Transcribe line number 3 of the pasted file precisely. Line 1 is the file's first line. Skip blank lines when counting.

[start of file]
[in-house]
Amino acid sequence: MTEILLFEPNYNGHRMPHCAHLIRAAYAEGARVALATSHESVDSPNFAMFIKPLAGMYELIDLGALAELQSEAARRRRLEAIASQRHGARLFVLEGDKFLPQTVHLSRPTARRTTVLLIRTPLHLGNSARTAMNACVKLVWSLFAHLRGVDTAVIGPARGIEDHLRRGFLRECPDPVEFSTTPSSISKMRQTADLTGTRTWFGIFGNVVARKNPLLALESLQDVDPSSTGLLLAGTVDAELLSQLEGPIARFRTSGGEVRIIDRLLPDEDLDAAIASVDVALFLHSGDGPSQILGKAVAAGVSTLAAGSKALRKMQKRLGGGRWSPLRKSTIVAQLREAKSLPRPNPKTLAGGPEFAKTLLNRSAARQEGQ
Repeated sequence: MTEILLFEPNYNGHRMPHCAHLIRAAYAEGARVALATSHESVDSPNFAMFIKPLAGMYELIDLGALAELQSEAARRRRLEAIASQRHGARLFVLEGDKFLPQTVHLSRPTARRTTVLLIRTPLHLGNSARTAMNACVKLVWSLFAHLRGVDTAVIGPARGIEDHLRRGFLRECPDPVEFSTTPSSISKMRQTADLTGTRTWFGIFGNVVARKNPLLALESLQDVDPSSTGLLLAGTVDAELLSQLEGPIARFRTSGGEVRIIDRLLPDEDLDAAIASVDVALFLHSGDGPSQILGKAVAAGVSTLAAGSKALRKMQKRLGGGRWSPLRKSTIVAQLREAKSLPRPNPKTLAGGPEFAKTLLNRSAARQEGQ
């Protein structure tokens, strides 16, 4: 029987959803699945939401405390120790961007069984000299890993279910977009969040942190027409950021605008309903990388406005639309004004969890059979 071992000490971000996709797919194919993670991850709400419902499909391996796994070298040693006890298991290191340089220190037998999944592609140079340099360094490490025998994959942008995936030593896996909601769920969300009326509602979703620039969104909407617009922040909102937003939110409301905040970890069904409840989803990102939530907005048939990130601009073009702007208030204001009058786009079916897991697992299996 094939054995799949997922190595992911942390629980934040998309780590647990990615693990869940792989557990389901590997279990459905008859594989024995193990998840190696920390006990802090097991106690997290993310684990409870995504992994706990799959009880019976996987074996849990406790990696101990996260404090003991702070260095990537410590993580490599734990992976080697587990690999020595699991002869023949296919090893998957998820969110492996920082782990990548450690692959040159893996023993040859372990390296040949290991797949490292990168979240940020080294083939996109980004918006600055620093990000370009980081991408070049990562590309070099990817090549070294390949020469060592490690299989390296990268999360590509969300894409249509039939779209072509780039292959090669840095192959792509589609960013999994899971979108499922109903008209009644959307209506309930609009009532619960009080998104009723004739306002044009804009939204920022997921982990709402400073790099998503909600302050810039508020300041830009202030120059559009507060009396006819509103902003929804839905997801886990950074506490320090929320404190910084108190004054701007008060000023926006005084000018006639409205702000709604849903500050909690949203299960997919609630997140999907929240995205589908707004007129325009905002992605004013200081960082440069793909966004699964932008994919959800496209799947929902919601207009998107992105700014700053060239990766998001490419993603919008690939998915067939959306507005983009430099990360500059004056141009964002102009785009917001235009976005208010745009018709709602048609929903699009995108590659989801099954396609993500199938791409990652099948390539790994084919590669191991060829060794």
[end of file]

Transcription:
Repeated sequence: MTEILLFEPNYNGHRMPHCAHLIRAAYAEGARVALATSHESVDSPNFAMFIKPLAGMYELIDLGALAELQSEAARRRRLEAIASQRHGARLFVLEGDKFLPQTVHLSRPTARRTTVLLIRTPLHLGNSARTAMNACVKLVWSLFAHLRGVDTAVIGPARGIEDHLRRGFLRECPDPVEFSTTPSSISKMRQTADLTGTRTWFGIFGNVVARKNPLLALESLQDVDPSSTGLLLAGTVDAELLSQLEGPIARFRTSGGEVRIIDRLLPDEDLDAAIASVDVALFLHSGDGPSQILGKAVAAGVSTLAAGSKALRKMQKRLGGGRWSPLRKSTIVAQLREAKSLPRPNPKTLAGGPEFAKTLLNRSAARQEGQ